Oneness of creation

The Chandogya Upanishad is one of the ten major Upanishads dealing with the identityof the individual self with the supreme self, the need to recognize the importance of pursuit of moral and ethical values and the bliss and peace of mind that is to be obtained
by such efforts.

The Upanishad commences with a prayer for peace, especially relevant to
the contemporary world, beset as it is with strife, conflict and greed.  It conveys thethought that when the individual is at peace, then society as a whole will be peaceful.  
Through various stories discussed in the text, the Chandogya Upanishad drives home
profound philosophical truths in a telling manner. One such illustration deals with the story of a boy named Svetaketu, who takes up religious studies on the advice of his father. Returning home after a twelve year course of study, Svetaketu is asked by his
father about his studies and whether he learnt about ‘that instruction whereby what is not heard becomes heard, what is not thought about becomes thought about and what is not known becomes known’.  

The boy expresses surprise at such a question and asks how could there be such an instruction. The father replies that by examining one piece of clay, all that is made of clay can be known. All modifications are mere names, a play of words. Similarly, everything in this world is a manifestation of that power. Through apt illustrations, the father explains.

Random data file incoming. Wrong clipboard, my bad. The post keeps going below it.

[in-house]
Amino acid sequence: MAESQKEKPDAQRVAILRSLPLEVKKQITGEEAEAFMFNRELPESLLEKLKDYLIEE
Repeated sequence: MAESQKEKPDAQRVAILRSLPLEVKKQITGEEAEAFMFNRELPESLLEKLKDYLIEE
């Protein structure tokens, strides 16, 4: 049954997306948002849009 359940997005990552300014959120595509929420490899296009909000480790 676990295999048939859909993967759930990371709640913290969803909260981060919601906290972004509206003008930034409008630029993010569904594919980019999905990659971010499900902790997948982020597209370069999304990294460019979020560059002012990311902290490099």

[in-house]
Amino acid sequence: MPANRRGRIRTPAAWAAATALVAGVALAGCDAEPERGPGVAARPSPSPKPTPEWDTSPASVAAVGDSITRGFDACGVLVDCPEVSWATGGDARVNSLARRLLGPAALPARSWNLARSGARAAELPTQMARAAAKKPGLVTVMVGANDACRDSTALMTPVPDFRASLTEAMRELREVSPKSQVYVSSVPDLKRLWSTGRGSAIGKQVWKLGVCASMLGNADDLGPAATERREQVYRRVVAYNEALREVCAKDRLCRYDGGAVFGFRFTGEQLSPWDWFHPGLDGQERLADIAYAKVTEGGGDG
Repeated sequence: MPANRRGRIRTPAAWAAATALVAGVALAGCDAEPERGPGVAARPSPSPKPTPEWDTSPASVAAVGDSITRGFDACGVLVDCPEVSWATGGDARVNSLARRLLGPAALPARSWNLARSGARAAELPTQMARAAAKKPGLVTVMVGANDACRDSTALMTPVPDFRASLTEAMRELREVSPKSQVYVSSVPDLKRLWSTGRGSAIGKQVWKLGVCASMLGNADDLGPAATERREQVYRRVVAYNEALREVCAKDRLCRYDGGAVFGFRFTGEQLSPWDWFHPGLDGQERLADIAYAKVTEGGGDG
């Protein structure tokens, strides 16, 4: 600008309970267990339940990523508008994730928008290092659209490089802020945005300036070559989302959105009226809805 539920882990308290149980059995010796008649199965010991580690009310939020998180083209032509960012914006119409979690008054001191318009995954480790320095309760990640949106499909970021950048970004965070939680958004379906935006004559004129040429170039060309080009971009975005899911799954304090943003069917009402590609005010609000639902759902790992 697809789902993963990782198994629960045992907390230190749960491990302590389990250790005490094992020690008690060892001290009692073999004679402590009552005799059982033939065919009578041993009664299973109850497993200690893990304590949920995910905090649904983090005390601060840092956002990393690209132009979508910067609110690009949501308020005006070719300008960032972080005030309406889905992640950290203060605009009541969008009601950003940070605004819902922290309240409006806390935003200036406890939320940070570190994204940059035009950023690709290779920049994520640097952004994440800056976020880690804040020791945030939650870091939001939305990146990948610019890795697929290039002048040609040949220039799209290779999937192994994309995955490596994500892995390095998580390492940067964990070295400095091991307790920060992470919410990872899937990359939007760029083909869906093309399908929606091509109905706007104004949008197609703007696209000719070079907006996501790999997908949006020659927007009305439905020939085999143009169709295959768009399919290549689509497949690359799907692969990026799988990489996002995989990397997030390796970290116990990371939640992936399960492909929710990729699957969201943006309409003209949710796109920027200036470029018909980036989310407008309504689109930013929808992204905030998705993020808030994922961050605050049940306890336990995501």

“Bees make honey by bringing together the essences of various trees situated in different places. In that combined state, the essences lose their individual identities.
They have merged into one integral whole. In the same way, all creatures ultimately spring from and merge into that highest reality, but they know not this truth.

Be they a tiger, a wolf, a boar, a worm, a bird or an insect, they all become ‘that’ again.  Son, eastern rivers flow towards the eastern ocean. Western rivers flow towards the western ocean. Upon mingling with the ocean, the river waters lose their individual identities. Similarly, all creatures spring from that ‘real’ and again go back into it, but they do not know this”.

The father continues and asks Svetaketu to bring the berry of a banyan tree. He asks the boy to cut it and tell him what is inside. The boy replies that he sees small seeds. The father again tells him to cut open one seed and see what is inside. The boy does so and says there is nothing inside. The father says “from that nothing, from that subtle essence this huge banyan tree sprang forth.  Similarly all beings emanate from that invisible power”. Now comes that famous line “ that thou art”. (TAT TVAM ASI in Sanskrit).
Thus the identity of the individual self with the Supreme self is explained and thereby the fact of the oneness of all creation.

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